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Keystone Homebrew Supply Newsletter January 2003 Happy New Year! For those of you lucky enough to receive a home beer- or wine-making kit, congratulations! We look forward to helping you become experienced fermenters and sharing the excitement of leaning your new craft. Thanks to all of our loyal Keystone customers for making 2002 a great year for our company. November 2002 marked ten years since we first opened our business in the New Montgomeryville Mart, and thanks to you we have grown almost every year since. This year we’ll have lots of fun events, and you’re invited to all of them: Don’t miss our customer wine tastings, where home vintner’s gather to discuss wine and sample the best. Curious about all grain brewing and looking for tips from experienced brewers? Come see all grain brewing for yourself at one of our brewing events, where our customers hang out and brew together. If you have an award winning beer, why not enter it into our our annual beer competition, The War of the Worts? You’ll get valuable feedback from trained beer judges and a chance to win valuable prizes. Just want to hang out and enjoy the summertime? Bring your kids and come along to our family picnic, scheduled in July. Additionally, we have seasonal offerings including: Hop rhizomes that arrive in the spring. Rhizomes are roots of female hop plants that will grow to provide several ounces of your favorite variety fresh hops year after year. Fresh wine grapes and juice from California, arriving in September. Freshly pressed cider, arriving in November. Limited Edition Wine Kits available by advance order only. Brehm’s Ultra Premium frozen wine grapes, which offer vintage quality potential. Available only by preordering in the summer/fall for delivery in December. Grow-at-home mushroom kits. This year will be an exciting one for Keystone because we are planning to expand our Website with on-line sales. Soon you will be able to browse our products from home and place orders for shipping or speedy pickup. Check us out at www.keystonehomebrew.com to see how we are progressing. doesn’t cut it; you need to use a sanitizing solution. There are many different types of sanitizers including Iodophor, One Step, C-Brite, and potassium metabisulfite. No matter which one you chose, it is essential that all equipment that comes in contact with your beer or wine is sanitized. We stock them all and can help you decide which is best for you. It’s been two days since I added my yeast to my fermenter, but the airlock isn’t bubbling. Is this a problem? It might be. First, double check that the lid, airlock, and gaskets are tightly sealed. If not, the gas will escape through a leak rather than pushing through the airlock. If your seals are good and there is no bubbling, check the temperature of your fermenter. We recommend using a stick-on thermometer ($2.25). Fermentation slows, and can even stop, at cooler temperatures. Keep the temperature within the range recommended for the yeast type. If temperature isn’t a problem, then the yeast is probably weak or dead. If making beer, are you sure it was below 80 º F before you added the yeast? High temperatures kill yeast. If making wine, did you use fresh yeast or a leftover package from last year? In either case, the solution would be to add more yeast as soon as possible, before bacteria can take over and ruin your beer or wine. I bottled wine in December and now my wine is bubbly and my corks are getting pushed out of the bottle. What’s going on? Sounds like the wine is still fermenting or under going a malo-lactic fermentation, in which case you bottled too soon. If you are making wine from grapes or fresh juice, you need to let the wine age until at least June or July of the following season before bottling. If you must bottle sooner, you’ll need to prevent refermentation by adding a combination of sulfites and sorbate to the wine before bottling. Otherwise wine may continue to ferment and create gas for many months. I made some beer and it tasted great when I bottled it. Now it’s a month old and carbonated, but it tastes bad. What happened? Did you use a bottling wand to fill your bottles? If not, oxidation is probably to blame. Filling bottles directly from tubing or the bottling bucket’s spigot can introduce lots of air into your beer. After a few weeks this oxygen will interact with the beer, creating stale, cardboardy, and sherry-like flavors. To avoid oxidation, always use a bottling wand to fill bottles from the bottom. What is a hydrometer and how does it work? Hydrometers are weighted, sealed glass tubes that float in liquids. You read the density measurement by floating the hydrometer in a small sample of beer or wine. Using either the plastic tube the hydrometer came in, or a test jar (a thicker plastic tube with a base), fill the tube with beer or (continued on page 2) Frequently Asked Questions Do I have to sanitize my equipment, even the first time I use it? You do if you don’t want the effects of contamination to rear its dirty head. Perhaps the most important procedure in beer and wine making is sanitizing your equipment, even the first time you use it. Rinsing your equipment with hot water just Keystone Homebrew Supply, 779 Bethlehem Pike, Montgomeryville, PA 18936 215-855-0100 E-mail: firstname.lastname@example.org www.keystonehomebrew.com Keystone (continued from page 1) Homebrew Supply Newsletter January 2003 page 2 wine and drop the hydrometer into the liquid. The top of the liquid will line up with printed numbers on the hydrometer. If the sample taken before fermentation, the reading tells the beer or wine maker the potential alcohol. If taken during fermentation, the reading will give you an idea of how much more fermentation remains, and, if repeated, can tell you if the fermentation has stopped. After fermentation has stopped, take a final reading subtract that number from the reading taken before fermentation, and you’ll know the amount of alcohol in your wine or beer. Our hydrometers have three scales: Balling, specific gravity, and potential alcohol %. Balling is the scale used by professional breweries, and wine makers, who call it brix. Specific gravity is the scale most often recorded by home brewers. Using the potential alcohol is the quickest way to determine alcohol: just subtract your final reading from your original reading and that is how much alcohol by volume. It is critical not to contaminate your beer or wine while taking samples. We suggest either collecting a sample while siphoning or using a sanitized wine thief (works like a straw). Be sure to sanitize anything used to dip, siphon, or draw off samples for your hydrometer. Close the fermenter as soon as possible. Do not risk infecting your beer or wine by returning the sample to the fermenter; sample the flavor for yourself instead. Grow Gourmet Mushrooms in your own home! I found a product that sounded so cool I had to try it myself. The Shiitake mushrooms that grew in my kitchen were fascinating and tasted great. The next featured mushroom is the Cinnamon Cap Mushroom (Hypholoma sublatertium). It produces chestnutcolored mushrooms with bright yellow edges. Its wonderful nutty flavor is delicious with red wines. This aggressive mushroom is an excellent species to naturalize in your backyard. No wonder it’s a favorite in Japan and popular among mushroom hunters in the midwest. The kit contains everything you need to grow mushrooms except water. Each kit produces new crops of mushrooms every 3 to 4 weeks for months! If there is continued interest, we will offer other mushroom varieties like Oyster, Pioppino, and Shiitake on a rotating basis. This time we are offering the Cinnamon Cap kits on a preorder basis only. Each kit will cost $29.00. All orders must be placed by 3/15/03. In the next mailer . . . Coming in the spring, we’ll discuss hop rhizomes and how to grow your own hops for brewing or just decoration. We plan to offer at least five hop varieties. We’ll announce the Best of Show winner from War of the Worts VIII and reveal the awardwinning recipe. Homebrew Competition War of the Worts VIII Keystone Hops Homebrew Club is holding its eighth annual homebrew competition on Saturday, February 22, 2003 at The Drafting Room Restaurant in Spring House, PA. War of the Worts is sanctioned by the American Homebrewer's Association and provides an opportunity to have your homemade beer and mead evaluated by BJCP-registered judges. Prizes and awards will be given for beers placing first, second, and third in each category, and for Best of Show. Volunteers are needed for judging (BJCP judges) and for stewarding (no experience necessary). Entries will be accepted at Keystone from February 2 through February 16, 2003. You do not need to attend to enter. The judging starts around 9:00 a.m. and winners will be announced at 4:30 p.m. More information, including rules, style guidelines, entry forms, fees, and directions are available on the web at www.keystonehops.org/worts8/worts8.htm, or via our Web site at www.keystonehomebrew.com. Keystone Homebrew Supply, 779 Bethlehem Pike, Montgomeryville, PA 18936 (215) 855-0100 E-mail: Sales@Keystonehomebrew.com www.keystonehomebrew.com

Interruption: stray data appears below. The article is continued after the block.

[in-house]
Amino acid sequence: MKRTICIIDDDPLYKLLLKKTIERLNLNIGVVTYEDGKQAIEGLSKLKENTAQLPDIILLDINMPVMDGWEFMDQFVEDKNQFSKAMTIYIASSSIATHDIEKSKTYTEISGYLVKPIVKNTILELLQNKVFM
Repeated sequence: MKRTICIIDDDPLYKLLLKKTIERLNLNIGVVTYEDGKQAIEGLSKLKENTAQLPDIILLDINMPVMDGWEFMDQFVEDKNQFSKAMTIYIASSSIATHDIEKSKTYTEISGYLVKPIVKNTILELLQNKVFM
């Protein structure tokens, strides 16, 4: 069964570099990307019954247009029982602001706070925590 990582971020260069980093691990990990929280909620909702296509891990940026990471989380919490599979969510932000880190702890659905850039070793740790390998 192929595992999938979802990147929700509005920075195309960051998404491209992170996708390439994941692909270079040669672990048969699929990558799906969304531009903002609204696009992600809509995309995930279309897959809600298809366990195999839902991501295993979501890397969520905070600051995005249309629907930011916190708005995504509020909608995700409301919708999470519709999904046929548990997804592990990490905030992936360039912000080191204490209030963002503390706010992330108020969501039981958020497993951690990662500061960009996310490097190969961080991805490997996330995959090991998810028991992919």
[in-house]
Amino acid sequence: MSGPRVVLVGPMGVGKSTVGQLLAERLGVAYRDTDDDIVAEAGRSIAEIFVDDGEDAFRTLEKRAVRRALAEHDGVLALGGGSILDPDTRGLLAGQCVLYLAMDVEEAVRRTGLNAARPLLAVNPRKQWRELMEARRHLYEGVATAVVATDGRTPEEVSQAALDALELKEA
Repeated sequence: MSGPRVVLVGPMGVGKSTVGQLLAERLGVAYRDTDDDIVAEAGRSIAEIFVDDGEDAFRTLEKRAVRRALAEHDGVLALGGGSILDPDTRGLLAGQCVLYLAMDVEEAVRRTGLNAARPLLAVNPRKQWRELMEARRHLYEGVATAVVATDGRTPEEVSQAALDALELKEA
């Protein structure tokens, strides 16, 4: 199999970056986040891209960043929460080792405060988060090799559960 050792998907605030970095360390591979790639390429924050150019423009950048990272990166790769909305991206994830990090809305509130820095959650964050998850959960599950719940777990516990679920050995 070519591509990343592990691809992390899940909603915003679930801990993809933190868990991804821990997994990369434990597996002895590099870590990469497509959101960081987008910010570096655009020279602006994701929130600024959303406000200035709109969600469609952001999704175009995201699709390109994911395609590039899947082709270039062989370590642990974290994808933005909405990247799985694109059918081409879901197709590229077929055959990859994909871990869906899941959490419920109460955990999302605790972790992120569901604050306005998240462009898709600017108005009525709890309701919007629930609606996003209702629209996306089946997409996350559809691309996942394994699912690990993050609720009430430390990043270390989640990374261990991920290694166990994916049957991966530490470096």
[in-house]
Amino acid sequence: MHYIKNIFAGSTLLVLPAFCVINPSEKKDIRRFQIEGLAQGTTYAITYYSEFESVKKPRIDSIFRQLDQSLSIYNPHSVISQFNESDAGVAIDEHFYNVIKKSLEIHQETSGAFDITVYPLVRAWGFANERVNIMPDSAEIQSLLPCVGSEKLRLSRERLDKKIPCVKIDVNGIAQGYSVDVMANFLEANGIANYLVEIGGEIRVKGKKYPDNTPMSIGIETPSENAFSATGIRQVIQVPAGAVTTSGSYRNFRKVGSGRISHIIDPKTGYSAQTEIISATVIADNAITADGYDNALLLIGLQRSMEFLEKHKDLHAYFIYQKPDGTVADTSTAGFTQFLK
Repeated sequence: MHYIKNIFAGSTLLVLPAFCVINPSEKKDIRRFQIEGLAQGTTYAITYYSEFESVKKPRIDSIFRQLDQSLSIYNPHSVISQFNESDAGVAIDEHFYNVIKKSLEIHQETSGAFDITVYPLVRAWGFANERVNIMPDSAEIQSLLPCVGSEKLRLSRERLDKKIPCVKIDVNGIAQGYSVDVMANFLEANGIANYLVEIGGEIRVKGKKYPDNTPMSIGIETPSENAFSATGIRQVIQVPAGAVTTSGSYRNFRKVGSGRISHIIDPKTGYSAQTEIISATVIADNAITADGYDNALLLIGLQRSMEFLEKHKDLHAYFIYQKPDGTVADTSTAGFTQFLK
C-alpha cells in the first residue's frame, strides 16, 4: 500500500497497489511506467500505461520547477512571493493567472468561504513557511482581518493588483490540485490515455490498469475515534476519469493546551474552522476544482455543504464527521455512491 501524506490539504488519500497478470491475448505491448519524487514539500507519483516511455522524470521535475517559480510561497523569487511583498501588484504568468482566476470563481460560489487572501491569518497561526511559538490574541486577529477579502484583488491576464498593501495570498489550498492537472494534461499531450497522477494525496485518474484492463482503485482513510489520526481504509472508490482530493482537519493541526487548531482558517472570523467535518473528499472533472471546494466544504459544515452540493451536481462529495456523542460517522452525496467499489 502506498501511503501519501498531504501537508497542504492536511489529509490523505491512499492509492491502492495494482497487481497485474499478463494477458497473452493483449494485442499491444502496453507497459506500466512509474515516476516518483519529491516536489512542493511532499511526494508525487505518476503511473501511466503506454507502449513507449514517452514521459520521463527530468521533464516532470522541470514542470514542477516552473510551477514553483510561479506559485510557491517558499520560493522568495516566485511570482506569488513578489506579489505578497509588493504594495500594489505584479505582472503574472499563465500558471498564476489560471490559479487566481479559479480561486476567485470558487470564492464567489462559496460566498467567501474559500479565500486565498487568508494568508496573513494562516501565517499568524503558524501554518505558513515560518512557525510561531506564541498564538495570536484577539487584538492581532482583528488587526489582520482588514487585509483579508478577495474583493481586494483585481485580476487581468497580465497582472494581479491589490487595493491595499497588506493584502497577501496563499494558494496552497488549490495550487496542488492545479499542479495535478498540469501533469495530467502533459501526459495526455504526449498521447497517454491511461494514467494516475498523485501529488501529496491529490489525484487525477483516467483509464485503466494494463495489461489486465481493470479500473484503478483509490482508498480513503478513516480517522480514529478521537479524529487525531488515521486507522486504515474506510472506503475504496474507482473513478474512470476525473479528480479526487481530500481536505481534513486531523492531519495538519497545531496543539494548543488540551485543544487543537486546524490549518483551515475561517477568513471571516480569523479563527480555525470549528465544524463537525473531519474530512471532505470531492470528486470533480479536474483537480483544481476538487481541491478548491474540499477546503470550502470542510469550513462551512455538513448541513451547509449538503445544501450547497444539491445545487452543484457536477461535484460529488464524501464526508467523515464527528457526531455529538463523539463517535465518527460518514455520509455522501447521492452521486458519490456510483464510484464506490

"Keystone Homebrew Supply Newsletter"